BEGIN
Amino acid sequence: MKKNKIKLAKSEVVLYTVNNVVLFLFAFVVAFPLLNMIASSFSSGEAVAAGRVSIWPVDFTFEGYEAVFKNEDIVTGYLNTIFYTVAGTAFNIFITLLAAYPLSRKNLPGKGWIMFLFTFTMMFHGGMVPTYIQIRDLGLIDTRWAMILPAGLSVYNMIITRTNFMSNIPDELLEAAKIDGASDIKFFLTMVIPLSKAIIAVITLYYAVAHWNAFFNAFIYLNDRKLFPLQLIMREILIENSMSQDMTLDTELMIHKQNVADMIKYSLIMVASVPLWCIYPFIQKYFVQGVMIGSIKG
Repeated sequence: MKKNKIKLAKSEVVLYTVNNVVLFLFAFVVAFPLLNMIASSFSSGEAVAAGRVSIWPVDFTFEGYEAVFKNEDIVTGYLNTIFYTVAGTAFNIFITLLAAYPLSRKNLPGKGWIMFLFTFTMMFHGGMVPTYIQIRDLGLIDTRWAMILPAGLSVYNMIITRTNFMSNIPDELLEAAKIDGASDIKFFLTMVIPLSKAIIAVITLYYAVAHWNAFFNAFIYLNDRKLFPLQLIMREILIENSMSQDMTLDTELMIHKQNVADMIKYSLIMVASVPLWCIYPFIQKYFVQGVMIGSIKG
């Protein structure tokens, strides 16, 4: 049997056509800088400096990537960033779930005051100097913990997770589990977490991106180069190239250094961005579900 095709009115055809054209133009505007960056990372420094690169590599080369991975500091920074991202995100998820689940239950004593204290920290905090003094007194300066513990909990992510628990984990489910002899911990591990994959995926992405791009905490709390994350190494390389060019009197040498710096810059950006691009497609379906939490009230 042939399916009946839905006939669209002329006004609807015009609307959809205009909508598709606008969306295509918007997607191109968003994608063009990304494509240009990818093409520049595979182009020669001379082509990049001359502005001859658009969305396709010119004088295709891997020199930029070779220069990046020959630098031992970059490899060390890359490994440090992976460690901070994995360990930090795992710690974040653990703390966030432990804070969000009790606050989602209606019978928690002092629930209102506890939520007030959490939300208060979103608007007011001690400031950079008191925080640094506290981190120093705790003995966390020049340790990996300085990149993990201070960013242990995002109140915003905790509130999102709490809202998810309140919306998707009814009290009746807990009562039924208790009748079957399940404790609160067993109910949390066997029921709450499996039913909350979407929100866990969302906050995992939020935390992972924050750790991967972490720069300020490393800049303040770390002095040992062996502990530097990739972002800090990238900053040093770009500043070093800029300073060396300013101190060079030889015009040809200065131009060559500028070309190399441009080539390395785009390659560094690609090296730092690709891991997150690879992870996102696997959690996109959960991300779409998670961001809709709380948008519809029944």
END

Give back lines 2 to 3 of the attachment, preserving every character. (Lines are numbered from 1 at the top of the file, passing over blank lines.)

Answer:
Repeated sequence: MKKNKIKLAKSEVVLYTVNNVVLFLFAFVVAFPLLNMIASSFSSGEAVAAGRVSIWPVDFTFEGYEAVFKNEDIVTGYLNTIFYTVAGTAFNIFITLLAAYPLSRKNLPGKGWIMFLFTFTMMFHGGMVPTYIQIRDLGLIDTRWAMILPAGLSVYNMIITRTNFMSNIPDELLEAAKIDGASDIKFFLTMVIPLSKAIIAVITLYYAVAHWNAFFNAFIYLNDRKLFPLQLIMREILIENSMSQDMTLDTELMIHKQNVADMIKYSLIMVASVPLWCIYPFIQKYFVQGVMIGSIKG
């Protein structure tokens, strides 16, 4: 049997056509800088400096990537960033779930005051100097913990997770589990977490991106180069190239250094961005579900 095709009115055809054209133009505007960056990372420094690169590599080369991975500091920074991202995100998820689940239950004593204290920290905090003094007194300066513990909990992510628990984990489910002899911990591990994959995926992405791009905490709390994350190494390389060019009197040498710096810059950006691009497609379906939490009230 042939399916009946839905006939669209002329006004609807015009609307959809205009909508598709606008969306295509918007997607191109968003994608063009990304494509240009990818093409520049595979182009020669001379082509990049001359502005001859658009969305396709010119004088295709891997020199930029070779220069990046020959630098031992970059490899060390890359490994440090992976460690901070994995360990930090795992710690974040653990703390966030432990804070969000009790606050989602209606019978928690002092629930209102506890939520007030959490939300208060979103608007007011001690400031950079008191925080640094506290981190120093705790003995966390020049340790990996300085990149993990201070960013242990995002109140915003905790509130999102709490809202998810309140919306998707009814009290009746807990009562039924208790009748079957399940404790609160067993109910949390066997029921709450499996039913909350979407929100866990969302906050995992939020935390992972924050750790991967972490720069300020490393800049303040770390002095040992062996502990530097990739972002800090990238900053040093770009500043070093800029300073060396300013101190060079030889015009040809200065131009060559500028070309190399441009080539390395785009390659560094690609090296730092690709891991997150690879992870996102696997959690996109959960991300779409998670961001809709709380948008519809029944």